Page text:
By Maj Gen Waqar Ahmad Kingravi (Retd), 50 PMA
Editor’s Note: Maj Gen (R) Waqar Ahmad Kingravi was commissioned in 26 Punjab Regt in Oct 1974 and joined Army Aviation in the early stage of his service. After the retirement, he has settled in DHA Islamabad.
A few months ago, Brig Qasim (51st PMA Long Course) posted a group photograph in the Facebook of graduating officers and cadets, who had just completed Parachute Training and earned their wings. The photo pertains to Basic Airborne Course BAC-44 conducted from 22 Apr to 15 May 1974. This triggered nostalgic memories of the thrilling experience of doing Para jumps in 1974. Even before joining the Army, I used to admire the smart officers displaying their Para Wings on their chests. Once I was in Lawrence College, me and my close friend, Nadeem Iqbal Qureshi used to meet Old Gallians, Capt Jamal, who was from 10 Punjab and from the same unit as Nadeem’s father, and Capt Javed Meyer (Jogi) from 11 Baloch. Capt Jogi was the ADC to GOC 12 Div in Murree. We as youngsters were really in awe of these inspiring officers, especially Capt Joji, who was ruggedly handsome, smart and tough. He was a qualified paratrooper and used to wear a beautiful Para wing on his chest. Both Nadeem and I had decided to join the Army and emulate our fathers, who were also serving in the Army at that time. No other career came to mind as far as we were concerned. Thus we landed up in PMA in the winter of 1972 and started to realize our dream of becoming officers.
Obtaining a Para Wing by any member of the Armed Forces is a matter of great pride and satisfaction. As young cadets in PMA, it was all the more alluring and glamorous because it not only set you apart from other mortals, but was also a sign of your toughness and daring. The insignia of blue wings with a white parachute in between, gave a dashing touch to your uniform. The selection procedure for attending this adventure training was quite arduous and uncompromising. Only the ones in peak physical condition got selected after a series of demanding physical tests. We also knew that if we do not get selected as cadets when we are in our prime, it would be very difficult to do so once we would have to compete with volunteer officers from the entire Army, after passing out from PMA. Therefore I was determined to get selected the first time once the tests were conducted towards the end of First Term. Unluckily, I was not selected to undergo this course and only three cadets from our platoon were selected. They were Bahadur Sher Mahsud, Sultan Mehmood Satti and Habib Asim Bilfaqi. Once they came back with their Para Wings after the Term Break, we were really envious of them. Similarly, there was a sprinkling of colour in each platoon once we marched into the drill square.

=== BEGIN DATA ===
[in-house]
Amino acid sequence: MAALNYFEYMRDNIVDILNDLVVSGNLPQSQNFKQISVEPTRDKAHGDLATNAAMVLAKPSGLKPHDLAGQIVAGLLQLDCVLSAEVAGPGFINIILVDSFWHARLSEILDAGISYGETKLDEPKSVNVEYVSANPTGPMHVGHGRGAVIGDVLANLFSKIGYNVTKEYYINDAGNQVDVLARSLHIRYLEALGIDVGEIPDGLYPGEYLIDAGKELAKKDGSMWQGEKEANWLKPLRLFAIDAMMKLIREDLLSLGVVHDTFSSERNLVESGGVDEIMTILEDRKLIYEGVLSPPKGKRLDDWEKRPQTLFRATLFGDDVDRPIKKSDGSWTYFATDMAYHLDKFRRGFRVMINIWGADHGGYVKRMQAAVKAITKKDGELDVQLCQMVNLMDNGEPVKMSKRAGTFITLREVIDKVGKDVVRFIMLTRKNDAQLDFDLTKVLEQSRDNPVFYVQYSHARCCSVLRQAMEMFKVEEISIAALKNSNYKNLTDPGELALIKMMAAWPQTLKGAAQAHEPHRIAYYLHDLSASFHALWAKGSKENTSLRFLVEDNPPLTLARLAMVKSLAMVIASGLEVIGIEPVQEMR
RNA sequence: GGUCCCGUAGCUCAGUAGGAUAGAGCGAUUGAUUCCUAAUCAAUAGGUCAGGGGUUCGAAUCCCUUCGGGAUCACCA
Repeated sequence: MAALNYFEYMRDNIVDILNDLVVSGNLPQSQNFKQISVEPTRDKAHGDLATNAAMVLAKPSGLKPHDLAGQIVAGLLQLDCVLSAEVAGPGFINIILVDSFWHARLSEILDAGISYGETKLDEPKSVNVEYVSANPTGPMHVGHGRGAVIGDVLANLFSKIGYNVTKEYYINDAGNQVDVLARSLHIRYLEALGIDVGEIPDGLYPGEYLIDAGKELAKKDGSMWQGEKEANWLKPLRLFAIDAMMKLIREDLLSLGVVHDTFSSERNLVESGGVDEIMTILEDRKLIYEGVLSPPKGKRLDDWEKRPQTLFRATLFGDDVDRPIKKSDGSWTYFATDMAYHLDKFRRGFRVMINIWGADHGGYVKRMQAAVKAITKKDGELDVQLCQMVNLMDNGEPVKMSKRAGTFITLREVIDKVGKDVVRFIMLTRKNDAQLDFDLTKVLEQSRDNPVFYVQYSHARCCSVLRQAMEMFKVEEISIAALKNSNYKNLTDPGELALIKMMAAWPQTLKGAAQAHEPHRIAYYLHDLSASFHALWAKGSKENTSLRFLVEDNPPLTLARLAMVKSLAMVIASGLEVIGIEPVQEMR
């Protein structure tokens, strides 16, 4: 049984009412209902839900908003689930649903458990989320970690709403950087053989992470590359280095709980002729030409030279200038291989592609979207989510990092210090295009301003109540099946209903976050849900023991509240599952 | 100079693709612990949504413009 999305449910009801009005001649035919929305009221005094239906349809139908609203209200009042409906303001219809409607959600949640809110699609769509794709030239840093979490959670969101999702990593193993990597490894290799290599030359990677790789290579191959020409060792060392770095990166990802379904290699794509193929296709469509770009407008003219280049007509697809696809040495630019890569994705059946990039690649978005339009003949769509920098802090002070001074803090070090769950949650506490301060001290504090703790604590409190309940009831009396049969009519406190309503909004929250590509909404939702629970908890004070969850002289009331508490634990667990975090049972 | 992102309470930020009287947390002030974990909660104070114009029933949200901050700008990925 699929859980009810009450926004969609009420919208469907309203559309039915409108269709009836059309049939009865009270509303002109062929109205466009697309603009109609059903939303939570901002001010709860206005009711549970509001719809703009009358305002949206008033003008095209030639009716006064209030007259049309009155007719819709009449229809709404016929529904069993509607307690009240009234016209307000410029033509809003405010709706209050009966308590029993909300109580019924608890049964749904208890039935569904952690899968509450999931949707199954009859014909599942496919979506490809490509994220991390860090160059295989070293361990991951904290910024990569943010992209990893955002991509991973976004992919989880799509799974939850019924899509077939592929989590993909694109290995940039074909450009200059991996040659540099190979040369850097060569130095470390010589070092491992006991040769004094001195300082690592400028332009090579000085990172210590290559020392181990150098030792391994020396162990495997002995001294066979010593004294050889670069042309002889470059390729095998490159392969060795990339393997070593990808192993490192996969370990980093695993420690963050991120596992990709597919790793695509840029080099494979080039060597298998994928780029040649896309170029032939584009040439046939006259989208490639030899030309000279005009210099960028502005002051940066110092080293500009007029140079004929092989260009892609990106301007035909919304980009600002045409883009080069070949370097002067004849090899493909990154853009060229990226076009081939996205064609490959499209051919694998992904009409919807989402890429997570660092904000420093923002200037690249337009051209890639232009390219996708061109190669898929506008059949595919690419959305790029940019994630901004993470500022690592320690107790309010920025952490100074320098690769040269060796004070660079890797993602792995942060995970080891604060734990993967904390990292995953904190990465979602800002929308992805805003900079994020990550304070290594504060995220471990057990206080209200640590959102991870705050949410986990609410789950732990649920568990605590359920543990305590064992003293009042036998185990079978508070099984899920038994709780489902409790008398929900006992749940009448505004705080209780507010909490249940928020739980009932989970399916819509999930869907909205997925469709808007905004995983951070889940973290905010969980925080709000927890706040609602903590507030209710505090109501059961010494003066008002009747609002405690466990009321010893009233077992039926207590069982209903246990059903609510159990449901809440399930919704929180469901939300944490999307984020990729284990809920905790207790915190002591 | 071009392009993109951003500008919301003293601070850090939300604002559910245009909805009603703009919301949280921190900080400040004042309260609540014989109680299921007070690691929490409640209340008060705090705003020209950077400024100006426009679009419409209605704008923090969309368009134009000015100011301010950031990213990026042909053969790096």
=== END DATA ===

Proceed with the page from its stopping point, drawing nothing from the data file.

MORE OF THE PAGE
Bahadur Sher was one of the most handsome, dashing, tough and charming cadets of our course (Unfortunately he died in a road accident a few years after being commissioned, may God bless his soul). Satti was perhaps the most hardworking, determined and dependable cadet while Bilfaqi was the naughtiest. We were slightly jealous of them since they had successfully earned their wings while we were still ‘wingless’, but at the same time we were also very proud of our platoon mates’ success. Our Drill Instructor Havildar Allah Ditta (AD) and Company Havildar Major (CHM) were also very happy to have these paratroopers under them because it not only gave added colour to the Platoon and Company, but was also a source of fierce pride in the success of their cadets. I remember, in the first drill period after the Term Break, Staff AD placed the cadets with Para Wings in the front row. Once the drill started and the CHM observed the absurd drill movements of Bilfaqi, he roared at AD, “Hide Bilfaqi Sahib somewhere in the middle ranks”.
Para Course was just one of the activities which were planned by the PMA Staff for promoting a sense of adventure and inculcate leadership qualities amongst the cadets. This was a wonderful way for channelizing the energies of the cadets during the Term Breaks, during which three out of four weeks were utilized for such activities. Deep Sea Diving, Glider Training and land tours to various remote areas were the other such activities. Some of the cadets who were home sick never volunteered for these activities while others who were used to living in hostels of institutions like Aitcheson College, Lawrence College, Burn Hall, Military College Jehlum, PAF College Sargodha or the Cadet colleges of Hassan Abdal, Petaro, etc, had no qualms in being away from their homes even during these Breaks. Of course there were volunteers from cadets of other colleges too. Since I had missed out on the Para Course in the first attempt, I volunteered for the Frogman training which was conducted by the Pakistan Naval Academy, with the thought that I will try for Para Course in Second Term. Unfortunately, there was no Para Course at the end of Second Term, so I had to contend myself with Glider Training at PAF Risalpur. Finally at the end of the Third Term I was selected for the Para Course and thus, came closer to realizing my dream of acquiring Wings. The other cadets from my Platoon were Ehsan ul Haq, Muhammad Ali and Ghulam Sarwar. Sarwar was as tough as a bull while Muhammad Ali was a real good long distance runner. Ehsan was also very tough, although a bit reserved. We reached Peshawar on a hot and sultry afternoon and were housed in a soldier’s barrack, because we were not officers as yet. Our Platoon Commanders were accommodated in the Officer’s Mess and we saw them in the mornings when all students were made to Fall-in at the Para School.